Checking the mark, weight and clay type are some ways to identify pottery. Each piece of pottery has a unique identifier that helps buyers understand its origin.
All pottery offers clues as to its identification. Many pottery items include the manufacturing company or potter's mark on the bottom. Various websites such as Kovels offer lists of pottery marks through which owners can compare and identify their pottery. Such marks typically come in two forms:
- Shapes: includes crowns, shields, birds and more
- Words, letters or initials: includes manufacturing company names or initials or the potter or artist name or initials
The weight of the item also offers clues as to its origins. Many early- to mid-20th century items of American pottery weigh more than items made in other countries during the same period.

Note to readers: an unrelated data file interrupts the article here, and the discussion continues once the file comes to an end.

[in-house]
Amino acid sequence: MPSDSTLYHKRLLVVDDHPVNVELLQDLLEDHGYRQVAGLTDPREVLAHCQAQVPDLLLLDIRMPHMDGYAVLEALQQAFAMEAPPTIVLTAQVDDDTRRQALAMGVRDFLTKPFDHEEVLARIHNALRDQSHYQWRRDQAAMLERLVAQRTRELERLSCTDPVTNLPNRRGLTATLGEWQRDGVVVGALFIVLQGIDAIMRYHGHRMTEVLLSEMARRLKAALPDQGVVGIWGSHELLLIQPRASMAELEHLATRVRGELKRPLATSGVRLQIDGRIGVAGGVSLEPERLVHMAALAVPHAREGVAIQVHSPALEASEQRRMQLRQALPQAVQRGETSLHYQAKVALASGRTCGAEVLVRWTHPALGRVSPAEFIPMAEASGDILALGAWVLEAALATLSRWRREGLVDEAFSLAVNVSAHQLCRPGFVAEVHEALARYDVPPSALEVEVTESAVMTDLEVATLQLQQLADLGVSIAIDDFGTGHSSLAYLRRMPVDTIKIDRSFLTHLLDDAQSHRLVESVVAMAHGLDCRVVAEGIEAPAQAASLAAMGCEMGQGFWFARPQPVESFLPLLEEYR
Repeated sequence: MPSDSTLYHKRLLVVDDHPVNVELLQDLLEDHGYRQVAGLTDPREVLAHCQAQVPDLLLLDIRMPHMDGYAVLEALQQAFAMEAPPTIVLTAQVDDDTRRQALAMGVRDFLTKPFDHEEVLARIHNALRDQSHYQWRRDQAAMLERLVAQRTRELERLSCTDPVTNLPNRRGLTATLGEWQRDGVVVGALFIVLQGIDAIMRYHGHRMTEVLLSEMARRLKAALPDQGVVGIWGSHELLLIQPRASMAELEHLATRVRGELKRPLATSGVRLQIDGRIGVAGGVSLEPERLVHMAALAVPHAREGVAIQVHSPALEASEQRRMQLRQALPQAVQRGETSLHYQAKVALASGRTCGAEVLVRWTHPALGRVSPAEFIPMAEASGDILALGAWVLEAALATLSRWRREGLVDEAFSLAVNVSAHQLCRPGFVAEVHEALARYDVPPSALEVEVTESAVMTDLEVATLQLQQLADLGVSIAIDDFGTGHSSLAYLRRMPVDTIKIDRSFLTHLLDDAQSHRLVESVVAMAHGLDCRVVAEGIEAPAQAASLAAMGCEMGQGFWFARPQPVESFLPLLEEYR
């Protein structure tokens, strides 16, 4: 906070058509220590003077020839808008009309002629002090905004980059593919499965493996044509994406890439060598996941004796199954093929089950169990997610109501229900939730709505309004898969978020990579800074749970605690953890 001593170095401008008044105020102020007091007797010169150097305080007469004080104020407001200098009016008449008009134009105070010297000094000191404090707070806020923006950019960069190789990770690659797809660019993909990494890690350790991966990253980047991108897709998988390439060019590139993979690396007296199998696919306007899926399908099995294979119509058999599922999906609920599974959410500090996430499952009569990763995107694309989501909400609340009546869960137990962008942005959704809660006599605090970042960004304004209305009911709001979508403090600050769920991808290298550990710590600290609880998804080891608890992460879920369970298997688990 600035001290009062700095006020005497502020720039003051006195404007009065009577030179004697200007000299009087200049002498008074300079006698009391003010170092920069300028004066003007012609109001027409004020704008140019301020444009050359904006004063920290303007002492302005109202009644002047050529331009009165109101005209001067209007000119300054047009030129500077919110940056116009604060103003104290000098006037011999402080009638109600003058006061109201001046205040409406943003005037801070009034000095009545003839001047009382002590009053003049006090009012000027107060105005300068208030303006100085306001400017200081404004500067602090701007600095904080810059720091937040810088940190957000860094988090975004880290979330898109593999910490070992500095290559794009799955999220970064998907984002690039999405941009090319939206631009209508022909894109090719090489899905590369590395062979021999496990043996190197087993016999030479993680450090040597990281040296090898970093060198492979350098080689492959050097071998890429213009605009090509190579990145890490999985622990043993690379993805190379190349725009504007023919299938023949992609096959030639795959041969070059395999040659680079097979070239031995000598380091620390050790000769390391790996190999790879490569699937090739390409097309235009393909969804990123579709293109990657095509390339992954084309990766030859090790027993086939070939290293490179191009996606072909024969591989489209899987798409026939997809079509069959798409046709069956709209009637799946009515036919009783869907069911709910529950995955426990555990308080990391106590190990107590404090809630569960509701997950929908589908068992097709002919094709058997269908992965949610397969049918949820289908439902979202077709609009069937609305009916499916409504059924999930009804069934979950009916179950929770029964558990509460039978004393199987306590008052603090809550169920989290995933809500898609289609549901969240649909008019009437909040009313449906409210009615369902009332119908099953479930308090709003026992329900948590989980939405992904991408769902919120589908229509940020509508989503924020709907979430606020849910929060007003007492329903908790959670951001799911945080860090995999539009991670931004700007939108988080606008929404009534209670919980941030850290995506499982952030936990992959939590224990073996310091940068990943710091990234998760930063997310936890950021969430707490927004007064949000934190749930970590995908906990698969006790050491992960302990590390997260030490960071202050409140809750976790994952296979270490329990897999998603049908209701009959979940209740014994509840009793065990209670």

Clay type and glaze is another way to identify pottery. Typing pottery involves three areas of classification:
- Paste: characteristics of the clay from which the item was formed
- Surface treatment: presence, absence and type of glaze
- Decoration: methods and types of imagery on the item
In addition to understanding the physical attributes of the pottery item, typing also offers information about when and where the item was made, what the item's purpose was and the approximate value of the item.